A little known fact about pigeons is that they were used to transport sensitive messages by both the Axis and Allied sides during World War II. The two sides relied on the pigeons to relay information from behind enemy lines back to their place of birth.
Why Use Carrier Pigeons?
Communicating through messages attached to carrier pigeons offered spies located within their enemy’s borders to send secret information without risking exposure or capture. Alternatives such as radio or telegraph communication could be intercepted and monitored by the adversary revealing the spy’s identity.
Since the pigeons only know how to return home, they need to be physically transported to the spy’s location. They are kept there until they need to be used to send a message.
Nazi Pigeons in World War II
Hitler was interested in using pigeons and had the Nazi party take control of all German pigeon lofts. Himmler, the head of the Gestapo, was a long-time pigeon enthusiast and used the birds for communication both inside Germany and in the occupied countries according to BBC.co.uk.
It was suspected that German spies who had infiltrated Britain were also using pigeons to convey information back to Germany. They apparently were delivered to the UK by parachute, submarines, and E-boats. The spies had to keep the birds hidden until they were released to attempt their long and hazardous trip home with their messages.
British Use of Pigeons in World War II
The Allies also made use of carrier pigeons during the war and dropped thousands of them in the occupied countries. The pigeons were parachuted in with messages calling for resistance against the Nazi occupation. In some cases, resistance groups were successful in conveying important information back to the Allies. They reported on Nazi troop movements and the morale of the resistance fighters.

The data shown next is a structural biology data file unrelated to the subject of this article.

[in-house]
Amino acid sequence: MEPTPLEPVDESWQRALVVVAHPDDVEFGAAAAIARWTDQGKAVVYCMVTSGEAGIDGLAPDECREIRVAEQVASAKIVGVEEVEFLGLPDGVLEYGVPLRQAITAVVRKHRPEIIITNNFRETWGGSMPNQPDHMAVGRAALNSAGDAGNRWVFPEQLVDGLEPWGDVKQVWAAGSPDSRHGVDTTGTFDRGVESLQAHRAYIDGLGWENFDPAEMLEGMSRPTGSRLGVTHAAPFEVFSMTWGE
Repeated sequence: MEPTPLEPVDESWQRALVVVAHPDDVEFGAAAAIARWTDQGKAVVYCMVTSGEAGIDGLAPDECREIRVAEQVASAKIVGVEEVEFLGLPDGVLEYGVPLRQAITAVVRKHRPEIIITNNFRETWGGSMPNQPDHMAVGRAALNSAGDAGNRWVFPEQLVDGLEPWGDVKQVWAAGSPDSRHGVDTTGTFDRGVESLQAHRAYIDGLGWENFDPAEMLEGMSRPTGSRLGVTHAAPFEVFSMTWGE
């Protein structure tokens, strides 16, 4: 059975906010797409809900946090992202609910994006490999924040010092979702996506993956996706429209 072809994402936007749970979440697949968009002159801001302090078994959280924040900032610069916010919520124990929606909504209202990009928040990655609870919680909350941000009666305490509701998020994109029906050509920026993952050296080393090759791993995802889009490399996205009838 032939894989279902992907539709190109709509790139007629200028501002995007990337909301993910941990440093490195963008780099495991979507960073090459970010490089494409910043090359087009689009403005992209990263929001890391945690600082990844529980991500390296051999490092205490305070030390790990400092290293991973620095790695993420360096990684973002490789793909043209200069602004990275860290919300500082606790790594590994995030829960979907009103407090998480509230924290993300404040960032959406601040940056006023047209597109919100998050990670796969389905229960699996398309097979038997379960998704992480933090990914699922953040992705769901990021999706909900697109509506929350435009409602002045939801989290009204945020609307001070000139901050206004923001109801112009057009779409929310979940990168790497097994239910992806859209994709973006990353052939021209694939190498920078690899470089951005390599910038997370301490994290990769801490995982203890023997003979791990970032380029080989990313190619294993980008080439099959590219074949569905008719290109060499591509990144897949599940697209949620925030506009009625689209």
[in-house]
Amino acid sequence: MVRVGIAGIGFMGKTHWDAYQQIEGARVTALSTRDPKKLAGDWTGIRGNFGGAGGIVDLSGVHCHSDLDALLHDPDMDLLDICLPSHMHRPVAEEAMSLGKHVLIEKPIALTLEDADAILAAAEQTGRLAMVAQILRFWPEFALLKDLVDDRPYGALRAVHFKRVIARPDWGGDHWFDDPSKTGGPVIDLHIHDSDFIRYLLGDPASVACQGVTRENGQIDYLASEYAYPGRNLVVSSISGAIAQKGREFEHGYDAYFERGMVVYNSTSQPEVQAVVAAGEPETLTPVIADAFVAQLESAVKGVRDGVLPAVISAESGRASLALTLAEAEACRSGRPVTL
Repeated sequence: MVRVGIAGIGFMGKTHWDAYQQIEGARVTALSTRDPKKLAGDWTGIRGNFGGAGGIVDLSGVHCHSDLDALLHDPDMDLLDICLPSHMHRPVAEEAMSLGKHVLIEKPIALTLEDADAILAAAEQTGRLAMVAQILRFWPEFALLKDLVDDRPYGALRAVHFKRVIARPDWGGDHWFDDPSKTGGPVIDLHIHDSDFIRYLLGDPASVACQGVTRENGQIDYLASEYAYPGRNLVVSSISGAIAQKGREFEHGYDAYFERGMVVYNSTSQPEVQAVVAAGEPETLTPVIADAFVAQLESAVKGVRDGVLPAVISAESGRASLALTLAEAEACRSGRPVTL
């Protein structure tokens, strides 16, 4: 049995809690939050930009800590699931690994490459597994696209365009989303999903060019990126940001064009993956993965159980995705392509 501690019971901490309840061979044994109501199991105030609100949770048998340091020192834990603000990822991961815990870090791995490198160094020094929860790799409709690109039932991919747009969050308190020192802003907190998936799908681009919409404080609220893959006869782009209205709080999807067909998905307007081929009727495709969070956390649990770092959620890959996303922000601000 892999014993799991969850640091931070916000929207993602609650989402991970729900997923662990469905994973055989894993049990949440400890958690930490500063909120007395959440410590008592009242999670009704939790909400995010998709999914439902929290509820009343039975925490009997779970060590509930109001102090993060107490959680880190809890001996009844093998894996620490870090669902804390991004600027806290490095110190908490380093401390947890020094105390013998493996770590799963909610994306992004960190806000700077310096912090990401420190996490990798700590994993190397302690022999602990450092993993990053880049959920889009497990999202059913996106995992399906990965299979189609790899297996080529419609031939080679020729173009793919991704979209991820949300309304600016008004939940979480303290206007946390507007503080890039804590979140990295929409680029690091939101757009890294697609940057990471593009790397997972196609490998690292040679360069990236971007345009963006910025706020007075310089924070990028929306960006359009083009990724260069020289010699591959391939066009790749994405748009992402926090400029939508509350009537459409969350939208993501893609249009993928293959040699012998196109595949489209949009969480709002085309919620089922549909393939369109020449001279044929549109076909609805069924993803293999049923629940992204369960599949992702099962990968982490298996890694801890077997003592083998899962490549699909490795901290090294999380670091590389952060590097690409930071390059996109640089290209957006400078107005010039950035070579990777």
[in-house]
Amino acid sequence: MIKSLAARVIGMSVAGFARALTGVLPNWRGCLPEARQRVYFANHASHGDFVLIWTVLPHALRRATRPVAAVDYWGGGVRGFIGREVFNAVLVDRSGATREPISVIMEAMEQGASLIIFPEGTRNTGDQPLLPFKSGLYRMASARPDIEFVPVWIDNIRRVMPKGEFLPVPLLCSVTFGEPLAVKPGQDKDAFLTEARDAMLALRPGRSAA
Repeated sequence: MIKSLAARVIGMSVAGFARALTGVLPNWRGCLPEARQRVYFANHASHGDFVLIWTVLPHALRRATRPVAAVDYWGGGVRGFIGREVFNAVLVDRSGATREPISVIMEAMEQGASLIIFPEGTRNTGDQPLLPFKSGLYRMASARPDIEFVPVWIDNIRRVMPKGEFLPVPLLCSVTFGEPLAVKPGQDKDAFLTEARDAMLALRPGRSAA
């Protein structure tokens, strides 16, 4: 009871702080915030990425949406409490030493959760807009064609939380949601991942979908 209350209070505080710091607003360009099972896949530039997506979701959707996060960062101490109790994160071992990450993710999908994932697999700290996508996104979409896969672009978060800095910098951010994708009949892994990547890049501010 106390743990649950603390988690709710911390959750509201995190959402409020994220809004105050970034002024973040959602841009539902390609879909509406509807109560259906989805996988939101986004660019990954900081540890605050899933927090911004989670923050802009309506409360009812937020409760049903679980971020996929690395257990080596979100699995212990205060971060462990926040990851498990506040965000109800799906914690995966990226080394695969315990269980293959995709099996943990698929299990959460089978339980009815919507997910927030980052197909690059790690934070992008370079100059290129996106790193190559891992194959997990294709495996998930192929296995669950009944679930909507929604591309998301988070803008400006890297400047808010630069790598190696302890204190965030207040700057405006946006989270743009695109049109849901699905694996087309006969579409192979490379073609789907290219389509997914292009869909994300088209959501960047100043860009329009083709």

More than 16,000 birds were dropped in the occupied countries. Only a small percentage made it back to their homes, but there were instances where the messages that they carried were responsible for saving the lives of those in the conflict.
Countering the Threat of Spy Pigeons
Wartime stress and perhaps some paranoia led both the German and Allied command to use birds of prey such as falcons to kill pigeons and keep them from returning with their vital information. According to Telegraph.co.uk, the director-general of MI5 approved the creation of a falconry unit that trained for 5 weeks at a military base.
A team of MI5 officers then spent the summer on the Scilly Isles attempting to catch German pigeons with the falcons. Unfortunately, they met with little success. Obviously, the falcons could not distinguish between German and British pigeons and the MI5 team’s birds were never responsible for taking down a German carrier pigeon.
Was the Use of Pigeons in World War II successful?
The utility of carrier pigeons in World War II must be seen as a mixed success. While a small number of birds may have been successful in delivering messages, a far greater number never made it home. They were subject to being shot at by troops and attacked by predators. The threat posed by German spies with pigeons may have been dramatically overstated and valuable resources may have been wasted in trying to thwart them.
In 1945 the British set up a committee to study the long-term use of pigeons in a military capacity. They considered a permanent pigeon training and maintenance program designed for that purpose. Carrier pigeons are still used throughout the world, but the digital age has afforded military leaders much more reliable means of communication.